Sivut kuvina

Though griefs unnumber'd throng thee round,

Still in thy God confide,
Whose finger marks the seas their bound,

And curbs the headlong tide. Merrick.

Is life, alas !,our favourite theme !

Tis all a vain, or painful dream.
A dream which fools or cowards prize,
But slighted by the brave or wise.
Who lives, for others' ills must groan,
Or bleed for sorrows of his own;
Must journey on with weeping eye,
Then pant, sink, agonize, and die.

And shall a man arraign the skies,
Because man lives, and mourns, and dies?

Impatient reptile ! Reason cried;
• Arraign thy passion and thy pride :
Retire, and commune with thy heart,
Ask, whence thou cam'st, and what thou art ?
Explore thy body and thy mind,
Thy station too, why here assign'd ?
The search shall teach thee life to prize,
And make thee grateful, good, and wise.
Why do you roam to foreign climes,
To study nations, modes, and times ?
A science often dearly bought,
And often what avails you nought?
Go, man, and act a wiser part,
Study the science of your heart.
This home philosophy, you know,
Was priz'd some thousand years ago.*

* Know Thyself-a celebrated saying of Chilo, one of ther

men of Greece.

Then why abroad a frequent guest ?
Why such a stranger to your breast?
Why turn so many volumes o'er,
Till Dodsley can supply no more?
Not all the volumes on thy shelf,
Are worth that single volume, Self.
For who this sacred book declines,
Howe'er in other arts he shines;
Though smit with Pindar's noble rage,
Or vers'd in Tully's manly page;
Though deeply read in Plato's school;
With all his knowledge is a fool.

Proclaim the truth-say, what is man?
His body from the dust began;
And when a few short years are o'er,
The crumbling fabric is no more.

• But whence the soul? From Heav'n it came!
Oh! prize this intellectual flame.
This nobler Self with rapture scan,
'Tis mind alone which makes the man.
Trust me, there's not a joy on earth,
But from the soul derives its birth.
Ask the young rake (he'll answer right)
Who treats by day, and drinks by night,
What makes his entertainments shine,
. What gives the relish to his wine;
He'll tell thee, (if he scorns the beast)
That social pleasures form the feast.
The charms of beauty too shall cloy,
Unless the soul exalts the joy.
The mind must animate the face,
Or cold and tasteless every grace.

What! must the soul her pow'rs dispense To raise and swell the joys of sense ?


Know then my dictates must prevail,
Or surely each fond wish shall fail.

Come then, is Happiness thy aim ?
Let mental joys be all thy game.
Repeat the search, and mend your pace,
The capture shall reward the chase.
Let every minute, as it springs,
Convey fresh knowledge on its wings;
Let every minute, as it ffies,
Record thee good as well as wise. ·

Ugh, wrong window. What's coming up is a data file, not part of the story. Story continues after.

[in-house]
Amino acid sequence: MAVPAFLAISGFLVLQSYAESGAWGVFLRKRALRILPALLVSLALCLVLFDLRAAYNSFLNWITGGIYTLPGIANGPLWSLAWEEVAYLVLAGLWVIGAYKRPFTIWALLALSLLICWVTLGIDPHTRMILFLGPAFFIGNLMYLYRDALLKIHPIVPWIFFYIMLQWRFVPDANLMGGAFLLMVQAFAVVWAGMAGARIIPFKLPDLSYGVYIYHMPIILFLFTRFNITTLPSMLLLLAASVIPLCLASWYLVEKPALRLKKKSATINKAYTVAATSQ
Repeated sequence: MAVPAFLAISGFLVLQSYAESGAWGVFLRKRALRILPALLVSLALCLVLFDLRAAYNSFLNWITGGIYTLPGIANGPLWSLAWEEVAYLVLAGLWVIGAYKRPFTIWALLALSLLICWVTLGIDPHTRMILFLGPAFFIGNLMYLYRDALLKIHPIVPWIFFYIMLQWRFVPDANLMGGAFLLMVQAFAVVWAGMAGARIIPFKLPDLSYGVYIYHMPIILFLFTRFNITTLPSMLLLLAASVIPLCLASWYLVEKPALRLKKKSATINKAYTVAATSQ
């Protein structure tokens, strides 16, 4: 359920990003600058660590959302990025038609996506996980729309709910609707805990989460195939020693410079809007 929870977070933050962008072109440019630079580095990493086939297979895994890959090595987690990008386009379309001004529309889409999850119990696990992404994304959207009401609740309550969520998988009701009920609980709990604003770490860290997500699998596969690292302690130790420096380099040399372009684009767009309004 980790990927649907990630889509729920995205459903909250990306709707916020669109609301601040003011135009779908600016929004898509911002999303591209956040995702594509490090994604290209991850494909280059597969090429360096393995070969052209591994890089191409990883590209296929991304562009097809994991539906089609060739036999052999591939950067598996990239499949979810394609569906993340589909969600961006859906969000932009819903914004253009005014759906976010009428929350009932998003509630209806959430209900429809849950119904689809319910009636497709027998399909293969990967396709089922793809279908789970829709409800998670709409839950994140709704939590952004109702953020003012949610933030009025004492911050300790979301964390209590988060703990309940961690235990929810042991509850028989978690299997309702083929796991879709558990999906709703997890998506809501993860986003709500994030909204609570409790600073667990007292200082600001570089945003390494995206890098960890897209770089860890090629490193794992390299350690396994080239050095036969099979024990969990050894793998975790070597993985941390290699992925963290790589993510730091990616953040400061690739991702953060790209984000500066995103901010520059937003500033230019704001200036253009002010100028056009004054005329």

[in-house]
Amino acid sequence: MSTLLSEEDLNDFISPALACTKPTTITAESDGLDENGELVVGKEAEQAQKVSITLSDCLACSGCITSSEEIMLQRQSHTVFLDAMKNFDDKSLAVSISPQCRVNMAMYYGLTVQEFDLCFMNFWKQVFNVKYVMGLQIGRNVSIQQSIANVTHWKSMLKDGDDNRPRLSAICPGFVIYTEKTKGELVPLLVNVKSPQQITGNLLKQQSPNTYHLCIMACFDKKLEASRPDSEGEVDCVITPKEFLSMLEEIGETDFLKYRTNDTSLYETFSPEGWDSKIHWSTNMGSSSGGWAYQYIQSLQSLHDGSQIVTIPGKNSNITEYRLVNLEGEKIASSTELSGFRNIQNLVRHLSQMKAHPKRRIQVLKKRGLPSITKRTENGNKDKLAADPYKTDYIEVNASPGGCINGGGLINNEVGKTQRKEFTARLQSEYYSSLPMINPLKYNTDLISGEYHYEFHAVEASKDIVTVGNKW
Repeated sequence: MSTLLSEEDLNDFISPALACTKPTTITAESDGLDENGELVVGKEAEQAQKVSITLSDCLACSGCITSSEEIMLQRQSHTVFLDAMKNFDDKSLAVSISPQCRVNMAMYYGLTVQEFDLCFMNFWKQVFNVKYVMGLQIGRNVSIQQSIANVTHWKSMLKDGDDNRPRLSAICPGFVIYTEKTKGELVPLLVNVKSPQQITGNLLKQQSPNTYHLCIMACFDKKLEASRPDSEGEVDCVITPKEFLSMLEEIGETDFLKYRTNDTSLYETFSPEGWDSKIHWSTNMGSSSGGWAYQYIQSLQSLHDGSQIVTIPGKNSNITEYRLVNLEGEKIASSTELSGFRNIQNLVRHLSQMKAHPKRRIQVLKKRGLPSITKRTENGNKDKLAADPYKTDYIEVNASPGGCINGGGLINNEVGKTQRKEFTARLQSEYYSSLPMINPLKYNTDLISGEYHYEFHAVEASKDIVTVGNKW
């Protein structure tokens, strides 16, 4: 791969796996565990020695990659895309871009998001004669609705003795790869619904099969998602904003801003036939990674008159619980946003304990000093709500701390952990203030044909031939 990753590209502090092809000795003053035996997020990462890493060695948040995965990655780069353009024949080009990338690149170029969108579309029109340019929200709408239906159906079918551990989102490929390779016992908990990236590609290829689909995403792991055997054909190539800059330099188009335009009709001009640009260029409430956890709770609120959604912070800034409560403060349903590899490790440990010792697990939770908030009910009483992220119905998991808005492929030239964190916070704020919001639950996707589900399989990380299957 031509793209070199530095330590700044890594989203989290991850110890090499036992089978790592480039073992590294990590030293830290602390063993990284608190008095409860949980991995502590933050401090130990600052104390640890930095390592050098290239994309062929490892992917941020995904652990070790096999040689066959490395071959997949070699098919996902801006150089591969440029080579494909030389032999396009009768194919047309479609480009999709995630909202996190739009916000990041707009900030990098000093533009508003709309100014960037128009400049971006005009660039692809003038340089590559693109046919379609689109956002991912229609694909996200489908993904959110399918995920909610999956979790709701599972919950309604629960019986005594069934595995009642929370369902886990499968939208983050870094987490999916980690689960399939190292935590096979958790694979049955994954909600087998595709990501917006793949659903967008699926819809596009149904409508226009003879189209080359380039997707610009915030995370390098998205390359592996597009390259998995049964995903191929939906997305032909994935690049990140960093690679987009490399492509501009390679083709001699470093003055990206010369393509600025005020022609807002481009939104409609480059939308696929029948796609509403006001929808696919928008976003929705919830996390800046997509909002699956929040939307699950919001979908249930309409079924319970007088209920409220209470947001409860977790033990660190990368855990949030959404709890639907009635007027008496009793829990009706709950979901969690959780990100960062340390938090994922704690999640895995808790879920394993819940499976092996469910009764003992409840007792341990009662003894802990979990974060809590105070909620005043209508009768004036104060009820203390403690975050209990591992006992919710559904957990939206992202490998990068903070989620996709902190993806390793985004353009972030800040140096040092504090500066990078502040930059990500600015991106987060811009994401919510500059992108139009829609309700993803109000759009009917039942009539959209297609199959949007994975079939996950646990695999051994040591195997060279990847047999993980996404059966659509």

While such pursuits your thoughts engage.
In a few years you'll live an age.
Who measures life by rolling years?
Fools measure by revolving spheres.
Go thou, and fetch th' unerring rule
From Virtue's, and from Wisdom's school,
Who well improves life's shortest day,
Will scarce regret its setting ray;
Contented with his share of light,
Nor fear nor wish th' approach of night.
And when Disease assaults the heart,
When Sickness triumphs over Art,
Reflections on a life well past
Shall prove a cordial to the last;
This med'cine shall the soul sustain,
And soften or suspend her pain ;
Shall break Death's fell tyrannic pow'r,
And calm the troubled dying hour.'

Blest rules of cool prudential age !
I listen'd, and rever'd the sage.
When lo! a form divinely bright
Descends and bursts upon my sight,
A seraph of illustrious birth!
(Religion was her name on earth)

Supremely sweet her radiant face,
And blooming with celestial grace!
Three shining cherubs form'd her train,
Wavd their light wings, and reach'd the plain;
Faith, with sublime and piercing eye,
And pinions fluttering for the sky:
Here Hope, that smiling angel, stands,
And golden anchors grace her hands;
There Charity, in robes of white,
Fairest and favourite maid of light!

The seraph spake~"'Tis Reason's part,
To govern, and to guard the heart;
To lull the wayward soul to rest,
When hopes and fears distract the breast.
Reason may calm this doubtful strife,
And steer thy bark through various life:
But when the storms of death are nigh,
And midnight darkness veils the sky,
Shall Reason then direct thy sail,
Disperse the clouds, or sink the gale?
Stranger, this skill alone is mine,
Skill! that transcends his scanty line.

That hoary sage has counsel'd right-
Be wise, nor scorn his friendly light.
Revere thyself-thou'rt near allied
To angels on thy better side.
How various e'er their ranks or kinds,
Angels are but unbodied minds;
When the partition-walls decay,
Men emerge angels from their clay...

“Yes, when the frailer body dies,
The soul asserts her kindred skies.
But minds, though sprung from heavenly race,
Must first be tutor'd for the place.

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